Entering La Caverna de Umajalanta. Image: Thomas Duggan

Entering La Caverna de Umajalanta. Image: Thomas Duggan

Amelia Duggan explores the cave systems of Torotoro National Park

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I’m sitting shoulder to shoulder with my brother Tom on a sun-beaten hillside, both of us eating sandwiches — much as we used to do on family picnics as kids. Except we’re not in Richmond Park, we’re in central Bolivia. And these sandwiches contain llama steak. And we’ve just passed the morning examining ancient painted hieroglyphs and tripping over diplodocus footprints in a prehistoric riverbed.

The scenery is spectacular. From where we’re perched, several thousand metres above sea level in the Andean Cordillera, a dramatic, boulder-strewn valley unfurls before us; the land rising in the distance to form russet canyon crags and, on the horizon, jagged, snow-tipped mountains. But the view only holds half my attention, and I can tell that Tom is preoccupied too: we’re about to go caving for the first time in La Caverna de Umajalanta — a massive subterranean network of narrow passages stretching nearly three miles into the belly of Torotoro National Park.

Our guide, a local teenager called Elias, calls us back to the 4WD, where he’s reassuring my friend Ellie that very few people become wedged in the underground tunnels, and fewer still get lost. He laughs at our nervous expressions, revealing a warm, crooked smile full of pointed incisors and one square front tooth, and grandly intones something in Spanish. I make a note and translate it later. It’s an old Andean proverb: ‘If you’re going to die, you’ll die in the dark, even if you’ve been in the candle business.’

A short, bumpy drive and a downhill hike later, and we’re standing at the dripping entrance to the caves, clutching hard hats and headlamps. The floor is pitted and steep, and as we edge into the darkness I hear the beating of wings above me: bats.

Ellie’s gone, scampering back towards the sunshine as fast as the slippery rocks will let her. The rest of us press on through the narrowing cavern, scooting, scrambling and eventually belly-shuffling through the slimy arteries of the land. After some time, we reach a ledge and Elias shows us how to abseil over it into the pitch black using a coarse rope that’s been nailed into the rock. He expertly dismounts on a dry ledge several metres below. Tom manages it but I end up landing waist deep in a cold pool with an indecorous splash.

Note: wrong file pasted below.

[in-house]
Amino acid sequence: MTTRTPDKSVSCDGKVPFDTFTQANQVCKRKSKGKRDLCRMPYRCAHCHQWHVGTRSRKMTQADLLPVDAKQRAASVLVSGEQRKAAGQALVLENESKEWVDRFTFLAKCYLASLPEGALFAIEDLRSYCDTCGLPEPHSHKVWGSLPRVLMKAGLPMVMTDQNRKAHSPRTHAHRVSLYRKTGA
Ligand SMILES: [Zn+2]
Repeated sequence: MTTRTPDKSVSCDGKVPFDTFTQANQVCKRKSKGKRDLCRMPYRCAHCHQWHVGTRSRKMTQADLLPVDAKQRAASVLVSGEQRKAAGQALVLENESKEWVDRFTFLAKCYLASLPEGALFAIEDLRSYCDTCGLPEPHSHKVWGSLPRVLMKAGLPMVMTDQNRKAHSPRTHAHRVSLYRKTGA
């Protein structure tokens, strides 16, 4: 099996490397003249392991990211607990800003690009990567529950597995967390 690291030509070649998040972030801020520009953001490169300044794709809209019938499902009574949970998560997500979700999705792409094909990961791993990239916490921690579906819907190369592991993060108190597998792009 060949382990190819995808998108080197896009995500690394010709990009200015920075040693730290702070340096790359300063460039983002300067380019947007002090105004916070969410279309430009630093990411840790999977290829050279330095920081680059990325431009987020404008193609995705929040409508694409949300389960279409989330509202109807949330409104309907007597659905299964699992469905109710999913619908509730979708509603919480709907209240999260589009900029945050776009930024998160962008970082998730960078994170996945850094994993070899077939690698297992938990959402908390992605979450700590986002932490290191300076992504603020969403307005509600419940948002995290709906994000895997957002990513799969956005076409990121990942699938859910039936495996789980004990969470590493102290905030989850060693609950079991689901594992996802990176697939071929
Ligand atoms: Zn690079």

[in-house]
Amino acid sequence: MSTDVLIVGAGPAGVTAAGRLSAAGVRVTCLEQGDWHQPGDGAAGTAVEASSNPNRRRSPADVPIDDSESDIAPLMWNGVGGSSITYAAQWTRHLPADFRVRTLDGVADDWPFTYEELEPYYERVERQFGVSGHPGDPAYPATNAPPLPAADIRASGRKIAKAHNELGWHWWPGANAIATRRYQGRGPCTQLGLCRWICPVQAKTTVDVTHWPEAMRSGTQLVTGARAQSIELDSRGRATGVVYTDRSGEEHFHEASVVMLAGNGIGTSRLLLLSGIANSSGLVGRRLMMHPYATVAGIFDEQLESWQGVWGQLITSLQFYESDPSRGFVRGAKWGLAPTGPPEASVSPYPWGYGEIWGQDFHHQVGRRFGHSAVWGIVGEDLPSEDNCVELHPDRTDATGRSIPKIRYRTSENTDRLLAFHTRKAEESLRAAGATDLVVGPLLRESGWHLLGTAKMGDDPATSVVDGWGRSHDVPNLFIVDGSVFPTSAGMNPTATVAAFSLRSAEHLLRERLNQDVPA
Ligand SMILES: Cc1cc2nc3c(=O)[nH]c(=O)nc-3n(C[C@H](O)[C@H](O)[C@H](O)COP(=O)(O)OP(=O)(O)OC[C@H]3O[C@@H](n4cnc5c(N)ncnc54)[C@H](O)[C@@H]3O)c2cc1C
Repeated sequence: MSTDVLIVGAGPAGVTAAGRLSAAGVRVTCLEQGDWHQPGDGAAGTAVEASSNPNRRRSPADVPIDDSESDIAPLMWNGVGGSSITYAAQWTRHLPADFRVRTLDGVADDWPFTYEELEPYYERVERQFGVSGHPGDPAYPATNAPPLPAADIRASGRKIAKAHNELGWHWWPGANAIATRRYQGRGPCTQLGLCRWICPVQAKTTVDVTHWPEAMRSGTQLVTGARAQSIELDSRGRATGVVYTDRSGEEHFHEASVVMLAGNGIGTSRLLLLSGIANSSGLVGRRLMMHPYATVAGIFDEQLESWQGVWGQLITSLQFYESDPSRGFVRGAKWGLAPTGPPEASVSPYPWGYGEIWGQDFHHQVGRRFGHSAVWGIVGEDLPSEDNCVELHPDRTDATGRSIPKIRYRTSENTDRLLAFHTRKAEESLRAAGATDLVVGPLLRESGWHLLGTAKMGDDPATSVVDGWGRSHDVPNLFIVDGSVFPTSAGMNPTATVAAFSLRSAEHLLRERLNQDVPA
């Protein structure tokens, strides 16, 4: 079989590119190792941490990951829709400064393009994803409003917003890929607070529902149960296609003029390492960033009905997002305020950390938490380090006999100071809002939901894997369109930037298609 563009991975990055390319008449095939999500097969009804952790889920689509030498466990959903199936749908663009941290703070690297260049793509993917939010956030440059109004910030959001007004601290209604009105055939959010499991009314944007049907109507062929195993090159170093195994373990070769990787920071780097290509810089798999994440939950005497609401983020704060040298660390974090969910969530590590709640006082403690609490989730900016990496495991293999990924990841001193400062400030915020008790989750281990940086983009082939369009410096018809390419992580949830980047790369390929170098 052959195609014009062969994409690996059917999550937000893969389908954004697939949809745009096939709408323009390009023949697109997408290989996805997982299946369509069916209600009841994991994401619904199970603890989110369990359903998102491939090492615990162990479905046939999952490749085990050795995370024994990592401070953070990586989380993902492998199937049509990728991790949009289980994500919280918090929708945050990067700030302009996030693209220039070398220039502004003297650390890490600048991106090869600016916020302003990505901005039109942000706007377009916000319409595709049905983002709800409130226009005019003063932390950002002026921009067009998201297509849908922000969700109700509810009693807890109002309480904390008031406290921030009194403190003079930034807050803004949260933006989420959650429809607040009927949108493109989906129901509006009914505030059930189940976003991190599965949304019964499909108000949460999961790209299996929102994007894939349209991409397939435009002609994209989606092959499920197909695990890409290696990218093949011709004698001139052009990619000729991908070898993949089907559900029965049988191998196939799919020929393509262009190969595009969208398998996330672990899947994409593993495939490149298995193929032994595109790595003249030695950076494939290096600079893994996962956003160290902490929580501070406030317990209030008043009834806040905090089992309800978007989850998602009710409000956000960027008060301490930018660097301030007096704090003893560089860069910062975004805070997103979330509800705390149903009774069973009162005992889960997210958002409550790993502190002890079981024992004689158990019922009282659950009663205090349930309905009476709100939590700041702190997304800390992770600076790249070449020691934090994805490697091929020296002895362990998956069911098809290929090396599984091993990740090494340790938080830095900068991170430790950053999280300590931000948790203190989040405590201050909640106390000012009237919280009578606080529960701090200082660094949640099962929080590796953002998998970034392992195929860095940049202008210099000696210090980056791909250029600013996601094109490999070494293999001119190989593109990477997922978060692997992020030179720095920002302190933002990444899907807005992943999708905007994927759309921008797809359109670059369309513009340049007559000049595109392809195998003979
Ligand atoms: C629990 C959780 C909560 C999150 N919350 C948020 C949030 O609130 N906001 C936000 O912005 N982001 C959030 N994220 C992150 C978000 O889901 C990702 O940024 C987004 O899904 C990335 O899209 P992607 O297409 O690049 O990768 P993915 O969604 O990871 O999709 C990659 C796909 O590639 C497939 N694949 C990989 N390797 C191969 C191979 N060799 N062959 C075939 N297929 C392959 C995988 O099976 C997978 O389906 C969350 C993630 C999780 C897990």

Scanning my dim torch beam around me, I see we’ve entered a grotto full of pale, glossy stalagmites and stalactites — some as stocky as lampposts, some as slender as icicles — climbing up from the rocks and trailing down from the vaulted ceiling. We wend our way along small paths around the ancient calcified lattices, Elias pointing out what each larger formation reminds him of. “A Christmas tree,” he says solemnly, pointing to a completely amorphous mound.

We settle down on a sandy swathe of ground and turn our torches off. Elias tells us how, as part of his tour guide training, he had to come down here alone and sit in the complete darkness until he was no longer afraid of the unseen. “In the dark you must battle your mind,” he says.

We sit in silence, unable to see our hands in front of our faces, and I try not to think about bats and spiders. To distract myself I imagine this cave being formed by a huge tectonic surge hundreds of millions of years ago, a sandy sea bed hurled upwards into volcanic rock to create the powdery pocket in which I am sitting.

Tom’s torch flickers back to life and the spell is broken.

We follow Elias’s nimble steps. “One last stop”, he says. We emerge from the most claustrophobic tunnel yet into a cavern that is as large as a cathedral, sheltering a dark, placid lake. Descending to the water’s edge we see milky-coloured fish flitting lazily in the shallows. Under the light of our torches their scales look translucent and jelly-like. They’re eyeless and repulsive; Elias tells us they are blind.

That evening, back at the sleepy, whitewashed village of Torotoro, Ellie, Tom and I are sitting on a wall outside a homely diner watching black-haired children chase each other in the dusty street. The dying light is painting the scene with warm yellow hues, and soon it will be dark. There won’t be any streetlights to guide us back to the hostel but after today, that doesn’t seem so scary.

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